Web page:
We have learned a lot about human cognition since the 1960s that would have served MLK better in his approach. When people make decisions, big or small, their first impression becomes anchored and is tough to overturn even in the face of strong evidence. And if that impression is stated publicly the effect is even stronger. If the decision maker acts on the decision, it is stronger still.
So MLK should have thought of a way to get the incoming Birmingham administration to do something publicly, no matter how small, in support of his movement. It didn't even have to be directly relevant to equal rights. That could have come later. Instead, he forced their first act to be directly opposed and guaranteed that they would continue to oppose him.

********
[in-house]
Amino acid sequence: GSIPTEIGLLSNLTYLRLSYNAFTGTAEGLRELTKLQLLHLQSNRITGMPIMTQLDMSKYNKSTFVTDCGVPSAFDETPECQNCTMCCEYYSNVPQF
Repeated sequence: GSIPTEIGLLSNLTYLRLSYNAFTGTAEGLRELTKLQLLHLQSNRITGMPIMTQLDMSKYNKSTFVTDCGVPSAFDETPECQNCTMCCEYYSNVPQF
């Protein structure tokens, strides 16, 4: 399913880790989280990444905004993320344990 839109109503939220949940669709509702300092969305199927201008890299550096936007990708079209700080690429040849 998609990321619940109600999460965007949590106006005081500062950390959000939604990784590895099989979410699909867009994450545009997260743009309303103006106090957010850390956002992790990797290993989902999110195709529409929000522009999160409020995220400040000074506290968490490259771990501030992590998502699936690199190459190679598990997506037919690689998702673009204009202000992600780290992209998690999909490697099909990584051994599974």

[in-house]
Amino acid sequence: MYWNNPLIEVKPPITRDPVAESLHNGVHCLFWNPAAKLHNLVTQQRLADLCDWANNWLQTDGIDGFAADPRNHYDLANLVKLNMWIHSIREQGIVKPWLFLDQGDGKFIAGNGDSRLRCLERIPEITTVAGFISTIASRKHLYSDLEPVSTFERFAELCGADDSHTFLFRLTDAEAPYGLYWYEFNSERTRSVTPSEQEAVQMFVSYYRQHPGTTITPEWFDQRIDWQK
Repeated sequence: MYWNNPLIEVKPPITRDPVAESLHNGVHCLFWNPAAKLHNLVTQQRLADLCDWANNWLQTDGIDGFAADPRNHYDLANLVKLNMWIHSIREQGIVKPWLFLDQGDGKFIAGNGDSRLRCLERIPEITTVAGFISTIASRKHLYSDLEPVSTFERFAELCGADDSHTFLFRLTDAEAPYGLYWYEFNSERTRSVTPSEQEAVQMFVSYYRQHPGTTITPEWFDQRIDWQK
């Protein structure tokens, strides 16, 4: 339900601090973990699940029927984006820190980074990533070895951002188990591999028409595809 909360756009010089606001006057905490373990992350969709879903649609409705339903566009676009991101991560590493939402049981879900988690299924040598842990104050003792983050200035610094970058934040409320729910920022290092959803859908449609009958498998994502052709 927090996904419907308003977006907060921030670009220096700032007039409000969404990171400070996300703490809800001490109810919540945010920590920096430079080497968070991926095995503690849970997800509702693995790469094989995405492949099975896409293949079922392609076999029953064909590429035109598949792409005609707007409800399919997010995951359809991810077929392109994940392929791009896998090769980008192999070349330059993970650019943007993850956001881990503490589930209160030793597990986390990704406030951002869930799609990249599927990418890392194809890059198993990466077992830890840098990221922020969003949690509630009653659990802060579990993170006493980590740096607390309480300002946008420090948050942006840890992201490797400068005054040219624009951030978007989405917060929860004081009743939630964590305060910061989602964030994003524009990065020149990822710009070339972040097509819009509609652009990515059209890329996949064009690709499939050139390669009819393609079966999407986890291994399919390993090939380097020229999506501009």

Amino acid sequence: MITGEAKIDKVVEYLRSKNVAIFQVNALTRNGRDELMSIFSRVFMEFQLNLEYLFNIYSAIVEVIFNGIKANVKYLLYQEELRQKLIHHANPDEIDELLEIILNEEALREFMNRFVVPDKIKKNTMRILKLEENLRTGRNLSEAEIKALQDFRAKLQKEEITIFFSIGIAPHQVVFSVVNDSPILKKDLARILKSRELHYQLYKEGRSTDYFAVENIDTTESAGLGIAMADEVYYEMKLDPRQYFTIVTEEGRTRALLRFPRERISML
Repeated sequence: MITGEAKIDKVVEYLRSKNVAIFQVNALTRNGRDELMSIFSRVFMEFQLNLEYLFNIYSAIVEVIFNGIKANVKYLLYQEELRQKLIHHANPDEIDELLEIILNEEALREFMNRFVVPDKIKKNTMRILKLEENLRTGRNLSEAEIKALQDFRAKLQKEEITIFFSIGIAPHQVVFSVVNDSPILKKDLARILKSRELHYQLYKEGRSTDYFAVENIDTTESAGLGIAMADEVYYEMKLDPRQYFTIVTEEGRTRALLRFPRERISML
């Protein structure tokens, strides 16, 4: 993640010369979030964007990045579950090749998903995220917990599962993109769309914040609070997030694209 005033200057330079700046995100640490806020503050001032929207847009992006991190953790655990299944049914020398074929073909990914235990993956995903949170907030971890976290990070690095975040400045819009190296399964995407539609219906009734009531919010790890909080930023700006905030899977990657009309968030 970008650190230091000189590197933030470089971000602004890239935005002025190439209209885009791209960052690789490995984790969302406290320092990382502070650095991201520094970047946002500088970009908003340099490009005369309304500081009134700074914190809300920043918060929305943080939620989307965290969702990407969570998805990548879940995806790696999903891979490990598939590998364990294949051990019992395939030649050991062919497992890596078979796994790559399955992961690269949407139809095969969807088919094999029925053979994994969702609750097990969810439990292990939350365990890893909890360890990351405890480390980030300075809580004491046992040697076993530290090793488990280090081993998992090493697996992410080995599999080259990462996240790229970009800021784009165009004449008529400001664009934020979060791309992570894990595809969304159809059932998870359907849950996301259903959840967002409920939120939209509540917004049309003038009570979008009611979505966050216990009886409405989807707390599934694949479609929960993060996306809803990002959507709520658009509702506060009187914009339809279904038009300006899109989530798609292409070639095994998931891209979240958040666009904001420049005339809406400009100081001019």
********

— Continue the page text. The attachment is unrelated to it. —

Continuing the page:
Perhaps he was more interested in gaining national attention and preferred a public conflict. That is often what civil disobedience is designed for. But not for influencing the local pols, he did the exact opposite of what might have worked. Of course, MLK did not have the benefit of the past 40 years of cognition research.